How has the trip inspired you in your research?

This visit made me fall in love with science again. I was able to remember all the amazing things that this job entails, and to see another very productive and enjoyable way of doing science. We had weekly lab meetings and monthly journal clubs, and we used those moments to have something special for lunch together so that we could have fun while doing science. In addition to this, I was able to go on a lab retreat in summer as Dr. Olzmann thinks that getting people closer together and in a positive working environment make them work happier and in a more efficient way.

Irene’s poster presentation

What was a personal highlight of your trip?

It has been one of the best (if not the best) experience of my life, both on a professional and a personal level. I was able to accomplish many things on my own and I felt really valued as I scientist and as a person. I felt extremely lucky to have met such wonderful people in the lab, and Dr. Olzmann is an amazing scientist and the best supervisor that anyone could ask for. They all made me feel at home since day one and I felt that my ideas could fly in this lab! They take into account every single opinion of any lab member and make everyone better as a scientist.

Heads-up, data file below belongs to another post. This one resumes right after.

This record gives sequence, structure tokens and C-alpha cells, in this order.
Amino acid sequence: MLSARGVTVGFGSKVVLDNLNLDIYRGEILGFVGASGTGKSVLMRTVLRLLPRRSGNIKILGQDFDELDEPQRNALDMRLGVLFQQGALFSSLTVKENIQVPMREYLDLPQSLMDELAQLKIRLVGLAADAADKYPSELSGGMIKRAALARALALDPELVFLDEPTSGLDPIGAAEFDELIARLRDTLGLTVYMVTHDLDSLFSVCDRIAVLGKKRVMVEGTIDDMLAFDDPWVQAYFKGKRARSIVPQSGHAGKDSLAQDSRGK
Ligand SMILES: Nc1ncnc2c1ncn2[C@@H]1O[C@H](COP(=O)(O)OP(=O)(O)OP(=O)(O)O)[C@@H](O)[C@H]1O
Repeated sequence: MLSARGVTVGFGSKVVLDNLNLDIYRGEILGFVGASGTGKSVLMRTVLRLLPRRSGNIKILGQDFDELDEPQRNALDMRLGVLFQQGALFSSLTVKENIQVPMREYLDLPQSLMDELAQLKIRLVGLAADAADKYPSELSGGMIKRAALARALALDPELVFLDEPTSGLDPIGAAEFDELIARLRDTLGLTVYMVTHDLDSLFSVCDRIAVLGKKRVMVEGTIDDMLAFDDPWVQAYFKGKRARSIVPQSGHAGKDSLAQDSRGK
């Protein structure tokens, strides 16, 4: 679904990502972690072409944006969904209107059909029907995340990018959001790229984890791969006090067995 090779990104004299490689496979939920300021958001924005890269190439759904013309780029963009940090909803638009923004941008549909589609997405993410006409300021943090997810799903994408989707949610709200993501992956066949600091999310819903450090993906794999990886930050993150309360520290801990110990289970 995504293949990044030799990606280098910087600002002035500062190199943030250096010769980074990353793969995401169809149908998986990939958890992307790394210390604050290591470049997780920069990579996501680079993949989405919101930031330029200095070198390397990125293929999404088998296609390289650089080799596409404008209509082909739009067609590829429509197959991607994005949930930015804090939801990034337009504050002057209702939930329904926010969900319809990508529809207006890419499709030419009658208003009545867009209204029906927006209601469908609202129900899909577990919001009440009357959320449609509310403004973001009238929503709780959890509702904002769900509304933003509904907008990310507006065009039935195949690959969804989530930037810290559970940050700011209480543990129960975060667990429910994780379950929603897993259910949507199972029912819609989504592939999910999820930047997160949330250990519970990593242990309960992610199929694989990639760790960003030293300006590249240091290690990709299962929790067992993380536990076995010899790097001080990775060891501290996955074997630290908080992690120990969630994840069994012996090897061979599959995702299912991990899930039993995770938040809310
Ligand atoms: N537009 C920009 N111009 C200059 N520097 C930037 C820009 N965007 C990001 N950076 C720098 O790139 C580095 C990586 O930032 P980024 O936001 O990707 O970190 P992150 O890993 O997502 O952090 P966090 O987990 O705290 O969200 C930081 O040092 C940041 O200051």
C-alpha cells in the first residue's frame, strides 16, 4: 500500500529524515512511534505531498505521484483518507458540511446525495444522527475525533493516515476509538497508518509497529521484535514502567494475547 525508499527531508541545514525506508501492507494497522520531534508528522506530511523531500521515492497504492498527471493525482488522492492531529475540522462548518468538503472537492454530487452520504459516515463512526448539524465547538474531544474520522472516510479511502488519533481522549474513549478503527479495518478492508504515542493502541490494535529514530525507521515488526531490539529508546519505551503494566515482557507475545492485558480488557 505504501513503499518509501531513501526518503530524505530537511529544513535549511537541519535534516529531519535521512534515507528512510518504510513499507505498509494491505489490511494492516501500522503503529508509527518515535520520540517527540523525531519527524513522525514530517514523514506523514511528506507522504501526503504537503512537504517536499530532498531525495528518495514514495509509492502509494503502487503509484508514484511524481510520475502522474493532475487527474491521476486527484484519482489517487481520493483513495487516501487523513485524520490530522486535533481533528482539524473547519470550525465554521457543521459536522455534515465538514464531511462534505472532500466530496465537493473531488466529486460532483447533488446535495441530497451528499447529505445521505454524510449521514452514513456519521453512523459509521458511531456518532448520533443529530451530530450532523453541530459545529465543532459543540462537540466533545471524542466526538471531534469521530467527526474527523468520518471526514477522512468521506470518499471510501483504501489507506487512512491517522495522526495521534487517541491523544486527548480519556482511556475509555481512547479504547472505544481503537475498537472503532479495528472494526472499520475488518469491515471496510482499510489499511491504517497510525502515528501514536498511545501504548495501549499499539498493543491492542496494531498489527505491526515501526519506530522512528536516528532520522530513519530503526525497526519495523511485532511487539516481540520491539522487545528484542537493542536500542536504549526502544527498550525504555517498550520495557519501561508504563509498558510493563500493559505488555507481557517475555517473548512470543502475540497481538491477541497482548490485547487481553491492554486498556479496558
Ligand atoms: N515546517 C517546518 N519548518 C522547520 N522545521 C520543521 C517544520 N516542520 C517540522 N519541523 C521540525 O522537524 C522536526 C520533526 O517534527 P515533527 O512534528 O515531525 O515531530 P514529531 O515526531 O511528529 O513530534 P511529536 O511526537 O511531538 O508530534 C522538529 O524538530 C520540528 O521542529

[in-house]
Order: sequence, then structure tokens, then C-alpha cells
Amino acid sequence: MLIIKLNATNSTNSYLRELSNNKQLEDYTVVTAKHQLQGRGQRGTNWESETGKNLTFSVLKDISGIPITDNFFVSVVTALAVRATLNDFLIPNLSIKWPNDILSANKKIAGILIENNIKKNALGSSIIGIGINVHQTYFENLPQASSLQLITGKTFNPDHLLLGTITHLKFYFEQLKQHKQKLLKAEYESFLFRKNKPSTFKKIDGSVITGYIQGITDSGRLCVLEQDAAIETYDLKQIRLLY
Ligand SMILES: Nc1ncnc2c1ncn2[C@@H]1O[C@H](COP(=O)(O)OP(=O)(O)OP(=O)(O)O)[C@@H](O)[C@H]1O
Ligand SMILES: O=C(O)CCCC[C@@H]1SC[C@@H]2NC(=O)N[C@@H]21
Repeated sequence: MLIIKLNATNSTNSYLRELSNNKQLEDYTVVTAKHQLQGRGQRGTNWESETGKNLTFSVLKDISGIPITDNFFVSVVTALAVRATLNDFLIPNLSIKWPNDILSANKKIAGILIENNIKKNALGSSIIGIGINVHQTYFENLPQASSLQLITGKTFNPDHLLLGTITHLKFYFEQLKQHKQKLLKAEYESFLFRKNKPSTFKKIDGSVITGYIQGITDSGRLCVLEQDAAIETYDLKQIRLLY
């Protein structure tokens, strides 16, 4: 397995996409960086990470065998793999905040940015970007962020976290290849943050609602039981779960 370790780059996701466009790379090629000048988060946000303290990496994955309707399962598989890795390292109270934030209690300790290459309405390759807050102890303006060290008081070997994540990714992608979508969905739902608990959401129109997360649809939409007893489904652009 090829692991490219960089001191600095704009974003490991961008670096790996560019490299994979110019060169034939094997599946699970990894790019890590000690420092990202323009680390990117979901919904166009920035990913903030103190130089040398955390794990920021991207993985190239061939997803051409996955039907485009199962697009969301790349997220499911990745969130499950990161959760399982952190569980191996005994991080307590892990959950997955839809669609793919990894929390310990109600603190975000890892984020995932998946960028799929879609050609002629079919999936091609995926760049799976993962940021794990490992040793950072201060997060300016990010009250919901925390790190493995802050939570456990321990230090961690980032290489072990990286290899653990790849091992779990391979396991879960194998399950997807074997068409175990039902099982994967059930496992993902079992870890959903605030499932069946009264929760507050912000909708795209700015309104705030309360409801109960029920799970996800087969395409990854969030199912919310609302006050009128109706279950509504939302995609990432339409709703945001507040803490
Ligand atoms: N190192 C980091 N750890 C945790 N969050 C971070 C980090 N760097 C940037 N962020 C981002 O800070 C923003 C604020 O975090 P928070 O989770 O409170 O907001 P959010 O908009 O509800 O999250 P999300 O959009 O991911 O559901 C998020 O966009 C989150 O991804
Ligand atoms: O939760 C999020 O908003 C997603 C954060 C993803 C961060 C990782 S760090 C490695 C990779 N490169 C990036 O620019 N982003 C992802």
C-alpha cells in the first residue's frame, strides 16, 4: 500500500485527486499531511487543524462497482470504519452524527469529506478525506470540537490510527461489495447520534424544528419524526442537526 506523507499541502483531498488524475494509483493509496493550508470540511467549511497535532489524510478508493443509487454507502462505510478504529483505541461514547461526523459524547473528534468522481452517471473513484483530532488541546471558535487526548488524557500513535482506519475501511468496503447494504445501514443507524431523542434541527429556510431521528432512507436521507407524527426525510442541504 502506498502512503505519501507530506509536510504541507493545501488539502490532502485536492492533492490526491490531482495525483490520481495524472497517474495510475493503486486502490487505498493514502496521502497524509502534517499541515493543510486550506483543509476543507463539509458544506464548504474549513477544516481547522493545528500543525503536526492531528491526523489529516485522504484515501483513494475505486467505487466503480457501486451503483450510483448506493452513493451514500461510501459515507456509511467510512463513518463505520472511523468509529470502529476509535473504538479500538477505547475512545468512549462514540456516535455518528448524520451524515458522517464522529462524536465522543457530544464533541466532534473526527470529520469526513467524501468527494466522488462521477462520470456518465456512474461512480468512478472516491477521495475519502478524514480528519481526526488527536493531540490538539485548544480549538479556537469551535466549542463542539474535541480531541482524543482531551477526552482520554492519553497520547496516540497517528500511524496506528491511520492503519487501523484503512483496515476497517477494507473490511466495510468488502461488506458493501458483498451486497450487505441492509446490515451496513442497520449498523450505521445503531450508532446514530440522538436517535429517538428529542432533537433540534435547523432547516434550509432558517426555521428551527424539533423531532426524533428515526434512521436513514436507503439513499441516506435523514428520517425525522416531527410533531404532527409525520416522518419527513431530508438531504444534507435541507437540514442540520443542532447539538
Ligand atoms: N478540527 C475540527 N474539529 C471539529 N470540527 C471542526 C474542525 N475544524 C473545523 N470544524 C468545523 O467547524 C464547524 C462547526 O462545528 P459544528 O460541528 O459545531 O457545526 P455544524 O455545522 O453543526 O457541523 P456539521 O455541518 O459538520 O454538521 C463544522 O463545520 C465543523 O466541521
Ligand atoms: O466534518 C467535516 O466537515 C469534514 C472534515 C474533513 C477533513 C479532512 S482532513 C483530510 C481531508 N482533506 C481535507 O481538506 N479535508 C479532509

Like I said earlier, I fell in love with science again as sometimes the PhD process can feel frustrating and difficult. This opportunity made me realise that science and cancer research is what I want to do for the rest of my life. I also made such good friends in the lab that I really think they will be friends for life. We connected from the beginning so I couldn’t have chosen a better environment for me. In addition to my experience in the lab, I was also fortunate enough to share a house with another woman and her dog. They were so loving and friendly that I also felt a strong connection with both of them. In fact, she is coming to visit next year. Last but not least, the weather, the landscape, and also the people from California are astonishing! Everything was amazingly great!

Is there anything else you’d like to mention?

I would like to thank you for the opportunity to benefit from a Travel Fellowship, as it enabled me to have one of the best experiences of my life.

Want to find out more?

If you are interested in applying for the Travel Fellowship scheme, please click here for more information: EACR Travel Fellowships.